Google TV came with a lot of noise about changing television as we know it and… well, left under a cloud of shame as it failed to change anything. So Google is trying again, this time with the much simpler Android TV. Here’s what you should know.
1. This Isn’t The Chromecast.
One could argue that Google has already achieved success beyond imagining with the Chromecast, which is a dirt-cheap $35 HDMI dongle that essentially mirrors anything you’ve got on your desktop to your TV. This apparently won’t be tied closely to that success however, perhaps because Google is hoping to get Android TV on set-top boxes from manufacturers, or at least streamline how Android streams content.
2. It’s Very Much About Ease Of Use.
Essentially Google is taking a “content-first” tack with Android TV. Instead of having to open an app and poke around inside of that app, you’ll search for content on the interface and have it brought to you by choosing the service you want to use. It’s a clever idea, but it does require the participation of those actually streaming the video, who may not be enthused by the idea of having to compete with other services. That said, though…
3. Google Appears To Have A Lot Of Content.
Just as surprising as Google’s reaffirming of TV as a place to go is that it’s managing to secure content deals. Needless to say, Android TV will support Google’s Play Store, so anything you’ve happened to buy from that will be available on Android TV. More importantly, though, it appears that companies like Netflix and Hulu will be on board from the get-go, as well as a host of smaller companies streaming content. There isn’t any slam-dunk being reported among the rumors, but it’s still a better range of content than Google TV ever had.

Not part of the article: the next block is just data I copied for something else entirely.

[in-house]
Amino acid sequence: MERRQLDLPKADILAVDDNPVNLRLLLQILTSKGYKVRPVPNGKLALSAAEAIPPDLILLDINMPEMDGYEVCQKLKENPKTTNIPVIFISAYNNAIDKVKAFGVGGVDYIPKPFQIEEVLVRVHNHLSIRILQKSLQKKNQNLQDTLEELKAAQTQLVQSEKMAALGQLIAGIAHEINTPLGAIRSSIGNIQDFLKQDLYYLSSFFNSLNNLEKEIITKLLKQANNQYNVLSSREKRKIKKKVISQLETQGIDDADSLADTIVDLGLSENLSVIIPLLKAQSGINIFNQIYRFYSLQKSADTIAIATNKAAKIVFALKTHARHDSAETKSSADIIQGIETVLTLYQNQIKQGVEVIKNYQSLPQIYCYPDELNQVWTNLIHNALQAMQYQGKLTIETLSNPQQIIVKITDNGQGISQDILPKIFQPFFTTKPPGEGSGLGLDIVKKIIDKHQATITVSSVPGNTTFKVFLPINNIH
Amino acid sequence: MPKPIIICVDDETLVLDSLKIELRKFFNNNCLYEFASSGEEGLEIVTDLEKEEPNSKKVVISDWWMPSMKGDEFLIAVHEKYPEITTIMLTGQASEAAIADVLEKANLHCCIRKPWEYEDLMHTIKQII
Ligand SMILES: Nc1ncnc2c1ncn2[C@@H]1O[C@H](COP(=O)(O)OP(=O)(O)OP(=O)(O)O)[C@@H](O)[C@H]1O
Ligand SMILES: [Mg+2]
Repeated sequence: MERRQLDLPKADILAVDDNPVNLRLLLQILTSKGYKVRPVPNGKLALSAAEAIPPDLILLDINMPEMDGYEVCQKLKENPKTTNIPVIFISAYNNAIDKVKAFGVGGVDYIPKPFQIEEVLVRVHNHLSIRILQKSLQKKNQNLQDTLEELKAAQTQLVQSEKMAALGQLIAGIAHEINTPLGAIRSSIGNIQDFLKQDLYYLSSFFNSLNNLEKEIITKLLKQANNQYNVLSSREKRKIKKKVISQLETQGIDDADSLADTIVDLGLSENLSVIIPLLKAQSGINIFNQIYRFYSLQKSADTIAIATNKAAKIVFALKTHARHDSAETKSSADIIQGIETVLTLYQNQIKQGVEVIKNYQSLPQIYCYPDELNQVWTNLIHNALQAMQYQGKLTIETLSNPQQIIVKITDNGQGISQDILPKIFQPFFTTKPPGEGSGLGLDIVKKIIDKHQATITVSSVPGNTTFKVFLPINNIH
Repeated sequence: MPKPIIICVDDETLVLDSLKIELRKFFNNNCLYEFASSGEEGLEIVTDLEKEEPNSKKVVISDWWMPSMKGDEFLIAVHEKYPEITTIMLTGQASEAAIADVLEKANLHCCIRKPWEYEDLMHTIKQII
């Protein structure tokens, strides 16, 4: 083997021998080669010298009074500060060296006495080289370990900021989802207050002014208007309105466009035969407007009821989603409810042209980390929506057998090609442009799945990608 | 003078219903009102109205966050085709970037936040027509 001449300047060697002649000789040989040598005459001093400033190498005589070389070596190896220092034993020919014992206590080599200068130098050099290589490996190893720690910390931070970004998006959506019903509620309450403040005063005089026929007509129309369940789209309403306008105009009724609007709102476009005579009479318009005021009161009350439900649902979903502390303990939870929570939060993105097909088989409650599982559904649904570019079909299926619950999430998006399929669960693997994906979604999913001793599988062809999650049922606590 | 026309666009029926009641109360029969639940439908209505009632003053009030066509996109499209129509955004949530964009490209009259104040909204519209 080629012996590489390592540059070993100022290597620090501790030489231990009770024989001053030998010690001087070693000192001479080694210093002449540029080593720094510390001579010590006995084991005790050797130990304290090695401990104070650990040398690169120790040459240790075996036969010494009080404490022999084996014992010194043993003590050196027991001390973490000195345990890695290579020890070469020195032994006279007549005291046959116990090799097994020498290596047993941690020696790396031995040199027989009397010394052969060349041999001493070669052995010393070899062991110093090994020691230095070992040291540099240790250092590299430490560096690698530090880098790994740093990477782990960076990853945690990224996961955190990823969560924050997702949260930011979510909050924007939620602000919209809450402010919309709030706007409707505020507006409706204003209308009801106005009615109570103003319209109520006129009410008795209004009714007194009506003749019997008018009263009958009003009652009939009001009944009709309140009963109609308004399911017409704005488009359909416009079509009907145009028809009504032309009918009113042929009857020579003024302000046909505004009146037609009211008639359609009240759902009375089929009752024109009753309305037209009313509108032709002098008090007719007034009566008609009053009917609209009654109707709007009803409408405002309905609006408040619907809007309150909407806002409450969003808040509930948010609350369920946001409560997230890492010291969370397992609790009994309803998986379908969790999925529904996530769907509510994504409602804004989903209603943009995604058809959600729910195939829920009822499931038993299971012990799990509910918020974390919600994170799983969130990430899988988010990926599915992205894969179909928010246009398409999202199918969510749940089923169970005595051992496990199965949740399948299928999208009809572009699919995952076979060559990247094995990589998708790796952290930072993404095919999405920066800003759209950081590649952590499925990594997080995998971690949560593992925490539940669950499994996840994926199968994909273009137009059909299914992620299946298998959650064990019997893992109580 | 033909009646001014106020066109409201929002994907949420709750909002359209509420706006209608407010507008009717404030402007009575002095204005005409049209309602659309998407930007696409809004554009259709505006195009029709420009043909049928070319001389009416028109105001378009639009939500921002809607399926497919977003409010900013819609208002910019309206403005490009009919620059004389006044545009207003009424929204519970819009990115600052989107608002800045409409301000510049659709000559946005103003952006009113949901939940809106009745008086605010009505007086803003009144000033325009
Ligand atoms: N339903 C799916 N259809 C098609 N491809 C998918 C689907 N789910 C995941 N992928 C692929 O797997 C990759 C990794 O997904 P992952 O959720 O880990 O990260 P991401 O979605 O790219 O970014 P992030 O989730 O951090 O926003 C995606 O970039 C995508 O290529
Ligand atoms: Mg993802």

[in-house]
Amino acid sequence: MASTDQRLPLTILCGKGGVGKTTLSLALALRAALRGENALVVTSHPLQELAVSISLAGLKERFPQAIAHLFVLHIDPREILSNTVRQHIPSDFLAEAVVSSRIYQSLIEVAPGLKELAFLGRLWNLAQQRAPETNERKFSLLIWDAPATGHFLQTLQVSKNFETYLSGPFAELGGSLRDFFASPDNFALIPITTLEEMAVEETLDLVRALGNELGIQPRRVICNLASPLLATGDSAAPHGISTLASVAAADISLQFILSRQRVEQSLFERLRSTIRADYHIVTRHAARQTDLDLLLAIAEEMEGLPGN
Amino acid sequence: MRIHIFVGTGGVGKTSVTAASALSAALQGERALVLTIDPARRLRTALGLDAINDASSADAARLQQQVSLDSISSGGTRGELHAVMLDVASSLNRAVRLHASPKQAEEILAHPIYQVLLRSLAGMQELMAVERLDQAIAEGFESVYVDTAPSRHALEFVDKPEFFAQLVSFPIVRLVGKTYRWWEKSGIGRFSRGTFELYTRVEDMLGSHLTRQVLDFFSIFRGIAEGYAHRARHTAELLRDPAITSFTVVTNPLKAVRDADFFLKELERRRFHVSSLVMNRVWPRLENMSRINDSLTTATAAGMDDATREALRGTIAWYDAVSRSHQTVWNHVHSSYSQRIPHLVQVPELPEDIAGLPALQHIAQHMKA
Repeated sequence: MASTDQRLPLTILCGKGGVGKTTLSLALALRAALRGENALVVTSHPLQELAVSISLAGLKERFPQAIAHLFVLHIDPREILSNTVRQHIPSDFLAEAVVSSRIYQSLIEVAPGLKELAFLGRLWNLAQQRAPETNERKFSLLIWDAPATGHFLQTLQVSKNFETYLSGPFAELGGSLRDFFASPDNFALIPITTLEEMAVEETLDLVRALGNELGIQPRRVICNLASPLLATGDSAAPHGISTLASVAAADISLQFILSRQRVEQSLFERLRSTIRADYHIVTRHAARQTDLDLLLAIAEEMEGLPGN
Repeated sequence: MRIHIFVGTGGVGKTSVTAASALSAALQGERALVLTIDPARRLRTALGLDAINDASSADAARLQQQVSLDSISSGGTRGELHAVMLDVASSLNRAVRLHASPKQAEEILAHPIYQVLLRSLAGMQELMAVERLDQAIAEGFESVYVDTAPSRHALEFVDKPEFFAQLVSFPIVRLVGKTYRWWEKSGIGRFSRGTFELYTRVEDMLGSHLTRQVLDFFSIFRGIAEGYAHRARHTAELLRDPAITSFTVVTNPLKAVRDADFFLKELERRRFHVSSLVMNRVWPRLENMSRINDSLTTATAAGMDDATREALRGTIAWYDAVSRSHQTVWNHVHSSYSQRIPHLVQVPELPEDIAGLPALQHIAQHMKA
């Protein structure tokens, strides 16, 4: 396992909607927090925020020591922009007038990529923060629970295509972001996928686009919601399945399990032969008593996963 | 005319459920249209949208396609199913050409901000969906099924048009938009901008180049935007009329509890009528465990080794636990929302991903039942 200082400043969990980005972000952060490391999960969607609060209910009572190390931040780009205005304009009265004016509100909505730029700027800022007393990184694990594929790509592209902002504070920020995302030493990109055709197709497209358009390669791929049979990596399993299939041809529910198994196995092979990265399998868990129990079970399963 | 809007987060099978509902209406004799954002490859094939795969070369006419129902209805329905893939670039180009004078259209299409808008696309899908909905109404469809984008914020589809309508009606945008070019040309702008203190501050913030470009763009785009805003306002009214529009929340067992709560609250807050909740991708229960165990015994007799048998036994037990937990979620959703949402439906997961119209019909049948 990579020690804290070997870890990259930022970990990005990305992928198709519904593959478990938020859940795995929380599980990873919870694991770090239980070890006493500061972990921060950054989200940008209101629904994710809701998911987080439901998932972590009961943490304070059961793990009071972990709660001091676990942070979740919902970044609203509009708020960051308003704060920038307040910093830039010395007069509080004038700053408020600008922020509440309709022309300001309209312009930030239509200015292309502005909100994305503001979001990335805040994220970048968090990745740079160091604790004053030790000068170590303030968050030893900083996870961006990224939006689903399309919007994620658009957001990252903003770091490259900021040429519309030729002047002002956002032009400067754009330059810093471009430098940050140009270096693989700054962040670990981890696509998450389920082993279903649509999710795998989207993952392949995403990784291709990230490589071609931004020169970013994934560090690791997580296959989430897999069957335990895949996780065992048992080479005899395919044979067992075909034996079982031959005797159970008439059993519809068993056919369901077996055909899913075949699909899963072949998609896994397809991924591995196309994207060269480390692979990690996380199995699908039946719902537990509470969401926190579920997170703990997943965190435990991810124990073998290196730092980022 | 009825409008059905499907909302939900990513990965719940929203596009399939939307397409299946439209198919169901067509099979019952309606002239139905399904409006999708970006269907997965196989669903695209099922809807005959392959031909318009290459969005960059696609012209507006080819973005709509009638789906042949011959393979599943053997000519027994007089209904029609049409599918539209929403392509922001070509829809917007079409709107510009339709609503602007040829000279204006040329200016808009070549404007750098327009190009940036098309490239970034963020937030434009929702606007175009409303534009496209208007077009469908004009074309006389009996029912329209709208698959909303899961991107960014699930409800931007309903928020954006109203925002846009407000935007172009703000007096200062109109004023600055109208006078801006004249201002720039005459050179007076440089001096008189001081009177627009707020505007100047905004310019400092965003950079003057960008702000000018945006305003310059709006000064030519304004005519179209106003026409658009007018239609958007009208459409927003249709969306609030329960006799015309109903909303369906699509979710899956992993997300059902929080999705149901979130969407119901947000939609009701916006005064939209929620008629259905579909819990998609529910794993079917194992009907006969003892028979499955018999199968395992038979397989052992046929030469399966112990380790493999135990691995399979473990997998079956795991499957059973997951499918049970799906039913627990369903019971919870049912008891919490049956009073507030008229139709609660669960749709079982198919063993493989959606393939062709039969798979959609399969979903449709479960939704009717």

4. It Might Be Both Software And A Device.
Google has, in the past, loved to code software and give it away for free, while also putting out a demo unit that shows how it “should” be done. Witness the arrival of Android usually being followed by either an upgrade to the Nexus hardware or the arrival of a “stock” phone in the Google Play store. It appears that Google will be doing this with Android TV; it’ll be an operating system, but Google will also sell a set-top box. Whether this set-top box will meet the same fate as Google’s failed Nexus Q remains to be seen, though.
5. Google is Going To Push This Hard.
Either way, expect a fairly aggressive push on Google’s part to get Android TV out there, which will include sales. Google’s got a lot invested in not just being your search engine, but also your media store, and it wants to make that happen very keenly. So, if you’re looking for deals, keep a sharp eye out: Android TV might have enough cheap movies and TV shows to be interesting, even if you won’t give up your Roku or Apple TV right away.